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Safety 101 at the Poolside

pool safety tipsIt’s summer, and the perfect time to hit the pool, or in Colorado even a lake or reservoir. There’s nothing better than a relaxing dip in the cool water on a hot summer’s day. However, there are inherent risks to being in the water, and we urge you to use caution and common sense when out in the water.

Why is this so important? Everyday 10 people die from unintentional drowning. Drowning in fact ranks fifth among the leading causes of unintentional injury death in the U.S. Additionally, about 1 in 5 people who die from drowning are children ages 14 and younger, and for children in this age group drowning is the 2nd leading cause of unintentional injury death. When you are out enjoying recreational water activities it’s important to be aware of all important safety measures. Sadly, it can take only 20-60 seconds before a drowning victim sinks underwater.

What are some drowning risks?

According to the CDC, the main factors that increase the chances of drowning are:

  • Lack of Swimming Ability
  • Lack of Barriers
  • Lack of Close Supervision
  • Location
  • Failure to Wear a Lifejacket
  • Alcohol Use
  • Seizure Disorders

It is important to be conscious of all these factors when at the pool or out on open water.

What precautions can I take?

The National Safety Council has some great information to help prevent drowning incidents. It provides some of the following safety precautions:

  • Never leave a child alone
  • Lifeguards aren’t babysitters; keep your eyes on your child
  • Don’t let children play around drains and suctions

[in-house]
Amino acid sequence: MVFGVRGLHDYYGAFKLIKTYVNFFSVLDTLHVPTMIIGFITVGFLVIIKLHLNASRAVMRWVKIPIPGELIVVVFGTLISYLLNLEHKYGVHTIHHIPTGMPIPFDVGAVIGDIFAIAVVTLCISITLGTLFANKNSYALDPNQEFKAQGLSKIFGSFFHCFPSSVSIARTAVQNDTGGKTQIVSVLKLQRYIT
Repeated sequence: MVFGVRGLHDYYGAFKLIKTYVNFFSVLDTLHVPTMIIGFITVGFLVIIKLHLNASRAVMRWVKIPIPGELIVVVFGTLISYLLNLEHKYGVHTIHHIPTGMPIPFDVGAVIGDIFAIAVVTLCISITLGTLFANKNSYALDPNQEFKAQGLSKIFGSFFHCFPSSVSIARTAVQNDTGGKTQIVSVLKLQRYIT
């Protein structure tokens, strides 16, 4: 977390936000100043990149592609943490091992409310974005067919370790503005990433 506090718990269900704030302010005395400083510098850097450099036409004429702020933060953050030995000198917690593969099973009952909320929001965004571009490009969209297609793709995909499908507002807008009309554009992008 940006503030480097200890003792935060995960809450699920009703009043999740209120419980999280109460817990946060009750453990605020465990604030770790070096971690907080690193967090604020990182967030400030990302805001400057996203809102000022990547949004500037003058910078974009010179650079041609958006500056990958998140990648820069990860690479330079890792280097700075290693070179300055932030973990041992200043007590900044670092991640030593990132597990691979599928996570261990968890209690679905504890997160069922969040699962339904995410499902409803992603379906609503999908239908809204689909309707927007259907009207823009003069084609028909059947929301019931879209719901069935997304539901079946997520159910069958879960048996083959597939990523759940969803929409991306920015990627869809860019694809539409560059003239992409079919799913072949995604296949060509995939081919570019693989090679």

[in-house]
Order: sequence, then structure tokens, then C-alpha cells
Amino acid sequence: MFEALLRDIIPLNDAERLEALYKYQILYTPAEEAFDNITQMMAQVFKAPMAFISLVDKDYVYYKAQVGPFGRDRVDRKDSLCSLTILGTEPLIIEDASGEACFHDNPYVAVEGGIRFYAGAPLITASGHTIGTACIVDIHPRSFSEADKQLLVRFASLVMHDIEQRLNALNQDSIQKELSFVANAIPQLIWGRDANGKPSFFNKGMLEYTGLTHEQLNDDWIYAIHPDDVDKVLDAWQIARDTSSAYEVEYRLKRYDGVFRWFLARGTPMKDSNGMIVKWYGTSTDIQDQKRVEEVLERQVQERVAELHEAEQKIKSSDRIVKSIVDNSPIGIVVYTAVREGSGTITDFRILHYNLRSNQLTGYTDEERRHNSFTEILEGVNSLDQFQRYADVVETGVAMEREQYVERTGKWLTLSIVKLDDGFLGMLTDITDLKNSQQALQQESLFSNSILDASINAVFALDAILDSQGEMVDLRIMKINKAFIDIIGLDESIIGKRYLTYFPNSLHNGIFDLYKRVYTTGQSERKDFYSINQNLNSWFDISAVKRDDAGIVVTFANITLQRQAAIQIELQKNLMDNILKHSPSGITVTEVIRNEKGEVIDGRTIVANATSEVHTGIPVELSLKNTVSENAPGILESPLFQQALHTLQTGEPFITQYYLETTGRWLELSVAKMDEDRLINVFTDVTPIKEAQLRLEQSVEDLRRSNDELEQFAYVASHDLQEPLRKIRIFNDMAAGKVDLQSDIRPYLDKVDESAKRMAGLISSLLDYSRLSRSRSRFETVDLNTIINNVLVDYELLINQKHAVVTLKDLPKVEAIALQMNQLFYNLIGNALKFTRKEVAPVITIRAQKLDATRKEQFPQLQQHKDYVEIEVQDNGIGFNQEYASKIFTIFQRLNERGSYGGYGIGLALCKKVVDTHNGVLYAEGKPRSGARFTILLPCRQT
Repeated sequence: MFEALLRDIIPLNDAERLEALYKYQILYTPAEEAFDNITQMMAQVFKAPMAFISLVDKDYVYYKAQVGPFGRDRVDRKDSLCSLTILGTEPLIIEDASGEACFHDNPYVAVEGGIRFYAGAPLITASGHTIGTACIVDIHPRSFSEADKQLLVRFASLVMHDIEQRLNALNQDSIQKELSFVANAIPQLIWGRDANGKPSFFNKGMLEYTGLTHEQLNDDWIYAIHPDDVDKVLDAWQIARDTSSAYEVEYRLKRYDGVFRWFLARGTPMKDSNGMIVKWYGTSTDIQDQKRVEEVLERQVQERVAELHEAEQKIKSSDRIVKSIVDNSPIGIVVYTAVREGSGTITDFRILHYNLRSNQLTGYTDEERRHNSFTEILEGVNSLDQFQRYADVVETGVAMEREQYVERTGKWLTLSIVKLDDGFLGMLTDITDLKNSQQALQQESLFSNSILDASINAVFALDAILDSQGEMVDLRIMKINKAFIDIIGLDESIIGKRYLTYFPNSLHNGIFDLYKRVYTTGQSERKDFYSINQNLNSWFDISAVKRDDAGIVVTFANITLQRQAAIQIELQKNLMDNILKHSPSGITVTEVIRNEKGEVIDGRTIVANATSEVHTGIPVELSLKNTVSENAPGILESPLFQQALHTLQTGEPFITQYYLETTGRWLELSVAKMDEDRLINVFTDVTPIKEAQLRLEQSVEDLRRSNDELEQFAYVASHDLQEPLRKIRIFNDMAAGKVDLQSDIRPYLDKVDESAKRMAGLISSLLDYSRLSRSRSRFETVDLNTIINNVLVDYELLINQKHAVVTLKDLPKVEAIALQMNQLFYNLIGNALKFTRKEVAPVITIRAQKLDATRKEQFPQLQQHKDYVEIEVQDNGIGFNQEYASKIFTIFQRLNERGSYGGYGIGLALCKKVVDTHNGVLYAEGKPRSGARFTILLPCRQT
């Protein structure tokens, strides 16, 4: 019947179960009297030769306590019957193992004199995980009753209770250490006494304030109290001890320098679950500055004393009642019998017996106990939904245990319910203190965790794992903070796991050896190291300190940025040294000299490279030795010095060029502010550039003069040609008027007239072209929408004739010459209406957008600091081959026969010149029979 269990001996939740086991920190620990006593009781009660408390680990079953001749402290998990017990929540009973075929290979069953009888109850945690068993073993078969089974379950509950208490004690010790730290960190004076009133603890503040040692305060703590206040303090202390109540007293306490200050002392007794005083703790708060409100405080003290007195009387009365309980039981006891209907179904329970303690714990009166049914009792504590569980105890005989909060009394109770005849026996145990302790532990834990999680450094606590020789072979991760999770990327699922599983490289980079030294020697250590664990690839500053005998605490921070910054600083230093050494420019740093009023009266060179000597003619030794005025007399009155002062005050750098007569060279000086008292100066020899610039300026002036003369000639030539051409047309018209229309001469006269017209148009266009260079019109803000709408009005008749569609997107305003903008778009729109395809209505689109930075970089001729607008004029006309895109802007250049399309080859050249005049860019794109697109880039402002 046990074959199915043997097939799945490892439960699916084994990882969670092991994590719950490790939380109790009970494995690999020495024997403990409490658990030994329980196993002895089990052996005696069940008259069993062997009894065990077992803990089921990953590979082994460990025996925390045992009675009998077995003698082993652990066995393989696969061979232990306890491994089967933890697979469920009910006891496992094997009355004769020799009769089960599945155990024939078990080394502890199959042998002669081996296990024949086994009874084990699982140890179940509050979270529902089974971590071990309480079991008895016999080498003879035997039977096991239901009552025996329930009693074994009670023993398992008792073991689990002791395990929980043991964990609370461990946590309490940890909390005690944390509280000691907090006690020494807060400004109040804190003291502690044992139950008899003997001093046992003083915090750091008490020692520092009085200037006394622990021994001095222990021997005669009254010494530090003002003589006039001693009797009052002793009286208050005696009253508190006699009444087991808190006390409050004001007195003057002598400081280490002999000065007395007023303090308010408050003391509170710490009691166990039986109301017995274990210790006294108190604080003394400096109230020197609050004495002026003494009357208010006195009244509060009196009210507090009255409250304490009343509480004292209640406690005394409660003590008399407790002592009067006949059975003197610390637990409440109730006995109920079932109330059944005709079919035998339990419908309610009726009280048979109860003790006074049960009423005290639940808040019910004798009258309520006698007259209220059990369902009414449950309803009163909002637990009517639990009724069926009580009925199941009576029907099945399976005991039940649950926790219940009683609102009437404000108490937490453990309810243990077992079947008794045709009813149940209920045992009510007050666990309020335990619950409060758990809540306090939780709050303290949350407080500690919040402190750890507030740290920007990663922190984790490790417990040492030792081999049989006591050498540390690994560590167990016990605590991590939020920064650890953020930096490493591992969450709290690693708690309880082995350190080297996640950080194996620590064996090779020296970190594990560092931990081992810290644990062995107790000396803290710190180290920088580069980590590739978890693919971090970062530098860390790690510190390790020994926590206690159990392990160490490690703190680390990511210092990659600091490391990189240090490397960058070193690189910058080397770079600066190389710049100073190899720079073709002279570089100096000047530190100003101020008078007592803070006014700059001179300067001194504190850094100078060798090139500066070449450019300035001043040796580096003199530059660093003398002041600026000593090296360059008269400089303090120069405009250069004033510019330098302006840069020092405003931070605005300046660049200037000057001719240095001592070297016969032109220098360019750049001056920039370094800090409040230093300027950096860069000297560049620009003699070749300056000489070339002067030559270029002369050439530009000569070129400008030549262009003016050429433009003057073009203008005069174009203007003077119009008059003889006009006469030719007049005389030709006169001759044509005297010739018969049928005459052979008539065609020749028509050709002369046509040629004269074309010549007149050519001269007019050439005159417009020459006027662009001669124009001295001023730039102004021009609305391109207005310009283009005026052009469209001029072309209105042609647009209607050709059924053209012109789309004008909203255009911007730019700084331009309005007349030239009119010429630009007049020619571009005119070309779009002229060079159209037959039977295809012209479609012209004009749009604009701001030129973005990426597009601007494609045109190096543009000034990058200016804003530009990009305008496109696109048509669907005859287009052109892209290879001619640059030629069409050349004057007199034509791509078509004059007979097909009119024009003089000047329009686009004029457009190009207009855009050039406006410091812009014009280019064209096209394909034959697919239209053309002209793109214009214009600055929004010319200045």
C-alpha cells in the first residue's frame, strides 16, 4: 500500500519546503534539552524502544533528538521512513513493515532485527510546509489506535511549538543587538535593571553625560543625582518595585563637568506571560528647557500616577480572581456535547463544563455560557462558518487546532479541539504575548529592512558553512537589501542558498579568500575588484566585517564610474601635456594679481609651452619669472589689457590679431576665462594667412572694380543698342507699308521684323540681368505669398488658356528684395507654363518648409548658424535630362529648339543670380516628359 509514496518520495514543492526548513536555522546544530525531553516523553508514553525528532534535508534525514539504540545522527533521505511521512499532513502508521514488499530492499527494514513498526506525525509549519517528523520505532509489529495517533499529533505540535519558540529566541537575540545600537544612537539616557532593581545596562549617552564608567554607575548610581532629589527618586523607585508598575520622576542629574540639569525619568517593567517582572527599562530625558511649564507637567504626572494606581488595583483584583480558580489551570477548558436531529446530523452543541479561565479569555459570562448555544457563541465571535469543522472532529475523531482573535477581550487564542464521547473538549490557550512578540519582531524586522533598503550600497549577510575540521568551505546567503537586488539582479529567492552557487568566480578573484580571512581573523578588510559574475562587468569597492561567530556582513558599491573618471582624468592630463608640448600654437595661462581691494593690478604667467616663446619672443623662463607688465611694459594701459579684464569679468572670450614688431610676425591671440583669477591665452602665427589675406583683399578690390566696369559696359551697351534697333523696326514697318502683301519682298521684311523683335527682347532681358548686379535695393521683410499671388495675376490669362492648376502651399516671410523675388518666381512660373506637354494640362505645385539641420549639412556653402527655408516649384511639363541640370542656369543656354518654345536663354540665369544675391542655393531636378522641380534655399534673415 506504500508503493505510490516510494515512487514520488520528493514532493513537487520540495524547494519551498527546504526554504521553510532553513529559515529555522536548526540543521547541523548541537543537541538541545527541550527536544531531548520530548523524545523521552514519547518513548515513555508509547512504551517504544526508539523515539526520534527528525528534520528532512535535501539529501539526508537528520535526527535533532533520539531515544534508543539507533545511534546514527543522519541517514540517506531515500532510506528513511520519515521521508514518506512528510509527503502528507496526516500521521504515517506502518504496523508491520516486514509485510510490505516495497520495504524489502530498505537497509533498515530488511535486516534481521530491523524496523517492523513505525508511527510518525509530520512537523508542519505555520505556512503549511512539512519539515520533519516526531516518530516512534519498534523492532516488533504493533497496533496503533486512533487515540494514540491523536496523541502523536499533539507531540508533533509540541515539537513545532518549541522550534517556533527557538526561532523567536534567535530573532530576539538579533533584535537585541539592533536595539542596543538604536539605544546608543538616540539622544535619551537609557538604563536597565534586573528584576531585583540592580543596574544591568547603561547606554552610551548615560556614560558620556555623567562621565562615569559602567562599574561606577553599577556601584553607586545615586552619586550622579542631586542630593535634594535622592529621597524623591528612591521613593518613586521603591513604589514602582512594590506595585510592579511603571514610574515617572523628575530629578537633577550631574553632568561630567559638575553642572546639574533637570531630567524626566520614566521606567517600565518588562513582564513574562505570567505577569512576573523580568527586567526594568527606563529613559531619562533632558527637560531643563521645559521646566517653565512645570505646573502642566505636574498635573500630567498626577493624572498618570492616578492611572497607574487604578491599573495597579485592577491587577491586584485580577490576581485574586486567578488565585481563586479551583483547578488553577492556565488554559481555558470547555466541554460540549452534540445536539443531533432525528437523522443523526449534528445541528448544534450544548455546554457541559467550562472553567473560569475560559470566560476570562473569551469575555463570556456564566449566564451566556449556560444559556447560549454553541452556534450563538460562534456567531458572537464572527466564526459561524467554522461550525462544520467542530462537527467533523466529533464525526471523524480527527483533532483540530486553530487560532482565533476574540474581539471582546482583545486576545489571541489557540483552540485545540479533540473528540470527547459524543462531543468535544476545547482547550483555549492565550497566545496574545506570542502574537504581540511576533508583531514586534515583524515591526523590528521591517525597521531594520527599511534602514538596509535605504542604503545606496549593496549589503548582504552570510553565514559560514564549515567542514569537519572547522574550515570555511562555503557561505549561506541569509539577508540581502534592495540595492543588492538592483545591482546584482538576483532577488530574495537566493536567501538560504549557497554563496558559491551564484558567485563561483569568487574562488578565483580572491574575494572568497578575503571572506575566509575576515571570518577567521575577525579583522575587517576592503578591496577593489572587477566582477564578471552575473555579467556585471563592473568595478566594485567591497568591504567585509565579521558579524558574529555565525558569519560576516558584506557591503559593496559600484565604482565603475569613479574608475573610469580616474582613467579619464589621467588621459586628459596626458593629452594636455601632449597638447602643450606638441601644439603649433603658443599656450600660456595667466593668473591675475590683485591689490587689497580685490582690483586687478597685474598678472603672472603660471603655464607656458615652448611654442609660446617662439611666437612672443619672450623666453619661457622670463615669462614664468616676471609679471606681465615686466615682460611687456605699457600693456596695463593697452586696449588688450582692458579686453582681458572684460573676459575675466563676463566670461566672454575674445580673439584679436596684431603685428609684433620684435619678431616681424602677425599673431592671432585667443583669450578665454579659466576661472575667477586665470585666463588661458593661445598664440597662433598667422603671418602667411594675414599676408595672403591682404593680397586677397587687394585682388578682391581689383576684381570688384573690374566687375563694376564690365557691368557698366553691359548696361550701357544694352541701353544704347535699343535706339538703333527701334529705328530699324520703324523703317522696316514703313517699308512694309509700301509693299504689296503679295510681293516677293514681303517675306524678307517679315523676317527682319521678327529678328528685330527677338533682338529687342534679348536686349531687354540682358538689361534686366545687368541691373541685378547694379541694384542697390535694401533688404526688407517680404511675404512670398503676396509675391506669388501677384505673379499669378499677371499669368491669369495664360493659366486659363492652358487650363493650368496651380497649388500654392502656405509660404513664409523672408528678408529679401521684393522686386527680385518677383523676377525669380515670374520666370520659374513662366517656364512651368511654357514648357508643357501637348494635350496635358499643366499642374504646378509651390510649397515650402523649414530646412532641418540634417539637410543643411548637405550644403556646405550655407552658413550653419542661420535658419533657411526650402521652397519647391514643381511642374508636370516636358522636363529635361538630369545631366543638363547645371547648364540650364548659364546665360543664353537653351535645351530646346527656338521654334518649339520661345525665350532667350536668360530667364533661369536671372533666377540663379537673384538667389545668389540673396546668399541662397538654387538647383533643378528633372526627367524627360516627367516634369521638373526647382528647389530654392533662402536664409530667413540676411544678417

• Always have a first aid kit ready and be prepared for an emergency
  • Get training in CPR
  • Never swim alone
  • Don’t dive into unknown bodies of water

Drains and Suction Risks

In 2007, the Federal Government enacted Virginia Graeme Baker Pool and Spa Safety Act. This Act requires that public pools that use a drain be equipped with an anti-entrapment drain cover and an automatic release system that shuts off the pump if a drain is blocked. The federal law does not cover homeowners’ pools. The Act sets out minimum state law requirements in regards to pools and spas. The purpose of this law is to prevent further injuries and death due to people, especially children, being entrapped from drain suction. For more information and for a safety video, check out

Be aware that other injuries can occur in the water other than drowning. These include neck fractures (diving into shallow water), head injuries (slipping and falling), electrocution, medical emergencies (seizures, heart attack, etc.), and alcohol related injuries.

Remember, please be careful out there this summer while enjoying the fun that swimming and water activities offer.

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